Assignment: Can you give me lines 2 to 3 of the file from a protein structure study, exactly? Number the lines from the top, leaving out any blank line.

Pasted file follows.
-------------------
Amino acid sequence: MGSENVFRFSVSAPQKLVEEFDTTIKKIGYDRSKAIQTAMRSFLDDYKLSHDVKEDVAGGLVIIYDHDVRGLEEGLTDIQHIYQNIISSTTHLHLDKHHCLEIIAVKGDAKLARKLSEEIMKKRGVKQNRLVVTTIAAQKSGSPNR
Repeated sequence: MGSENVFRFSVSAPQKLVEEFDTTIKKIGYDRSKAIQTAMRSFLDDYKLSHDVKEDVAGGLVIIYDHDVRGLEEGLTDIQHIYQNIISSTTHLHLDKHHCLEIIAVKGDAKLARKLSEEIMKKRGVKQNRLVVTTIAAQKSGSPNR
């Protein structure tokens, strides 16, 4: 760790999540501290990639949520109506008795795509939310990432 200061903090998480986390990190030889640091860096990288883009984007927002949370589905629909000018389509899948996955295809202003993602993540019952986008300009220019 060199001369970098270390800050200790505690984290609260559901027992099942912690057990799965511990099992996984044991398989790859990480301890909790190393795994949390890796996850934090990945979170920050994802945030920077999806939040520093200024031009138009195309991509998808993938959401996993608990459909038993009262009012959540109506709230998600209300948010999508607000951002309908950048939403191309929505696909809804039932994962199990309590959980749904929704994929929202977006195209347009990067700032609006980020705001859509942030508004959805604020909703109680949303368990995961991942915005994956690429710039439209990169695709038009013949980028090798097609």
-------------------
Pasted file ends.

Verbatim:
Repeated sequence: MGSENVFRFSVSAPQKLVEEFDTTIKKIGYDRSKAIQTAMRSFLDDYKLSHDVKEDVAGGLVIIYDHDVRGLEEGLTDIQHIYQNIISSTTHLHLDKHHCLEIIAVKGDAKLARKLSEEIMKKRGVKQNRLVVTTIAAQKSGSPNR
């Protein structure tokens, strides 16, 4: 760790999540501290990639949520109506008795795509939310990432 200061903090998480986390990190030889640091860096990288883009984007927002949370589905629909000018389509899948996955295809202003993602993540019952986008300009220019 060199001369970098270390800050200790505690984290609260559901027992099942912690057990799965511990099992996984044991398989790859990480301890909790190393795994949390890796996850934090990945979170920050994802945030920077999806939040520093200024031009138009195309991509998808993938959401996993608990459909038993009262009012959540109506709230998600209300948010999508607000951002309908950048939403191309929505696909809804039932994962199990309590959980749904929704994929929202977006195209347009990067700032609006980020705001859509942030508004959805604020909703109680949303368990995961991942915005994956690429710039439209990169695709038009013949980028090798097609």